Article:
Investor confidence in Cape Town CBD remains strong | Everything Property

Investor confidence in Cape Town CBD remains strong

Cape Town CBD

Thirteen property developments or redevelopments valued at more than R2.5bn were completed in the Cape Town CBD during 2021, despite rolling lockdown restrictions prompted by the pandemic

The 13 projects are part of a total of 28 property investments that came on stream in the Cape Town Central City in 2021 — either completed, under construction or in the planning phase — valued collectively and conservatively at R5.717bn. The value of developments under construction in 2021 is R1.732bn, while those in the planning phase are conservatively estimated to be worth more than R1.5bn. 

These are some of the findings of the latest State of Cape Town Central City Report 2021 — A Year in Review, published by the Cape Town Central City Improvement District. The 10th edition of the report — presented to the Cape Town business community at a breakfast in the Central City on September 14 — reflects on the economic climate in the CBD across the previous year. 

Data in the annual report shows sustained confidence in the development and business investment potential of the Central City, says CCID board chairman and CEO of Boxwood Property Fund, Rob Kane. Says Kane: “With the overall value of all Cape Town Central City property set at R43.8bn according to the City of Cape Town’s 2018/2019 property evaluation, it is clear that the Cape Town CBD remains one of the country’s top property investment destinations.” 

He noted that while the CBD experienced a stable year in 2021, the global economic difficulties, which are still prevalent in 2022, were felt in various economic sectors. “But the resounding message of the report remains positive: the Cape Town Central City has once again proved resilient in the face of economic uncertainty.” New developments and redevelopments completed in 2021 include five hotels/aparthotels — The Rockefeller, Hotel Sky, BlackBrick Cape Town, The Capital 15 on Orange and Old Bank Hotel — valued at more than R1bn, all of which opened last year. Also completed were three residential developments worth more than R895m, including the residential complex 16 on Bree (R860m), and three mixed-use developments worth more than R523m, including Foreshore Place (R373m). 

“The myriad  residential and mixed-use properties coming to the Cape Town CBD property market indicates that agile developers — many of whom reconfigured commercial space to accommodate a changing inner-city property climate — are confident that there is a market for buyers,” says Kane. According to the report, the standout property trend in 2021 continued to be the conversion of office blocks into mixed-use developments to provide both commercial and residential space and offer buyers flexible living options as well as optimising on the co-living, co-working trend. 

Two mixed-use developments in 2021 that were under construction were The Rubik (R500m) and One Thibault (R500m). Says Kane: “Thoughtfully designed developments with all-inclusive living and working spaces were the order of the day in 2021, with an added emphasis on creating a sense of community.” Connected living, a trend which emerged in 2020, was still prevalent in 2021, with Neighbourgood, a neighbourhood-centric property development company setting the trend. Neighbourgood is responsible for two Central City developments, namely the conversion of the old Townhouse Hotel into Neighbourgood East City (R80m) — offering fully furnished units with flexible letting options, convenience and exceptional amenities — and Neighbourgood Reserve (R75m), which has studio units, office space and a conference venue. All units are for rent only, with “members” able to access communal spaces and attend events at other Neighbourgood properties in greater Cape Town.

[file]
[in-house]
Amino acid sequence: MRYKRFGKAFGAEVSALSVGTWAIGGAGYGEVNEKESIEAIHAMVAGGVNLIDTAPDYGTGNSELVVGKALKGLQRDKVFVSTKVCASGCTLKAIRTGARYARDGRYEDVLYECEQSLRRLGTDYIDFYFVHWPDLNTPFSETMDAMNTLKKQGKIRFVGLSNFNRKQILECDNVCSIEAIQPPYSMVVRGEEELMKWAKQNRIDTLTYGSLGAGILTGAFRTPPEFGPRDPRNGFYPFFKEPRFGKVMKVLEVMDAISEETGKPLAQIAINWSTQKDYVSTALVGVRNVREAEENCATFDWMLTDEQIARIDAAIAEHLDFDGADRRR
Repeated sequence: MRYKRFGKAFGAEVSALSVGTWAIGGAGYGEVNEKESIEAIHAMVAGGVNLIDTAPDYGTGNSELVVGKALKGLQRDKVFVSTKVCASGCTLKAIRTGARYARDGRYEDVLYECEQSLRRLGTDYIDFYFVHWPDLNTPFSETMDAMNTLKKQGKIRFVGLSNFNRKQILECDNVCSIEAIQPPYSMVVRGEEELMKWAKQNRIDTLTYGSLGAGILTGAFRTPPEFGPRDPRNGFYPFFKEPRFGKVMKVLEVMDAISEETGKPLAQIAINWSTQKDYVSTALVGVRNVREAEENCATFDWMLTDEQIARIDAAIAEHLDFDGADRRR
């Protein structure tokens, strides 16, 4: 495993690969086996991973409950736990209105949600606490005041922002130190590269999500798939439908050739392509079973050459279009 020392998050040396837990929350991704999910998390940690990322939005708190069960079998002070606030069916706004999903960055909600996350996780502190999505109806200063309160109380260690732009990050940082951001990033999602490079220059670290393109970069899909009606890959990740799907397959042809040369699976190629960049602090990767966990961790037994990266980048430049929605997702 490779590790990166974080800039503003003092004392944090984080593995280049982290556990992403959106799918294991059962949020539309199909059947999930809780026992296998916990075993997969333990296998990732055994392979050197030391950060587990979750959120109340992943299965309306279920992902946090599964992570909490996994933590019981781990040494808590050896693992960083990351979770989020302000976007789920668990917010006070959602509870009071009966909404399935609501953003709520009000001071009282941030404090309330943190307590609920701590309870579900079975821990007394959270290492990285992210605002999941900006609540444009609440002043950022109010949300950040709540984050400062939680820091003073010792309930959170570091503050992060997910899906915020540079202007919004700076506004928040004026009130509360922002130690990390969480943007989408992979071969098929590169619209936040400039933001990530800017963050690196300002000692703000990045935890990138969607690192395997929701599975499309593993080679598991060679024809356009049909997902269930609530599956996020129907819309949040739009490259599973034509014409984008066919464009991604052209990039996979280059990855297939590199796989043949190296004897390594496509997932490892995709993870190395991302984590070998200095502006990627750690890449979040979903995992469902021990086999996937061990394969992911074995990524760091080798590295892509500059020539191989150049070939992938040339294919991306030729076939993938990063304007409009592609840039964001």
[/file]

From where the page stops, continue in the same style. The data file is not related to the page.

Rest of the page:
According to the report, residential property rebounded in Cape Town CBD in 2021, with the number of residential buildings increasing from 69 in 2020 to 77 in 2021. The median price of apartments increased by 32.8 % from R1.28m in 2020 to R1,.7m in 2021. “There was a large increase in available rental stock in 2020 as repeated lockdowns affected the tourism industry and brought about travel bans, resulting in short-term lets being added to the long-term rental pool. However, this trend was reversed in 2021 as the steady rollout of vaccinations and the ‘normalisation’ of the pandemic saw a rise in domestic tourism, which resulted in increased demand in the short-term rental market and the removal of at least some of these units from the long-term rental pool,” says Kane. 

Other findings of the report were: 

  • Office space available for rent in the CBD increased by 14,936m² during 2021, due to a 14,306m² increase in A-grade office space. Nevertheless, the Cape Town CBD offered the city’s most competitively priced premium office space in Q4 2021 at R195/m². 
  • Asking office rentals remained unchanged during 2021, with minor downward adjustment in both P-grade and C-grade. 
  • The Cape Town CBD, which accounts for the largest share of office space in the Cape metro, saw its vacancy rate rise to 16.1 % by the end of 2021, slightly higher than the national average of 16.0%. 


Says Kane: “The resounding message emanating from the report on the CBD’s economic performance in 2021 remains positive: the Cape Town inner city once again proved itself resilient in the face of economic hardship and uncertainty caused by the pandemic.” 

NOTE: Harbour Arch, the R16bn Amdec Group development in the Cape Town CBD, falls just outside the CCID’s geographical footprint and is therefore excluded from the total value of new property investment in the inner city during 2021. All data contained in the SCCR 2021 pertains to property and business in the CCID’s 1.6km² footprint.

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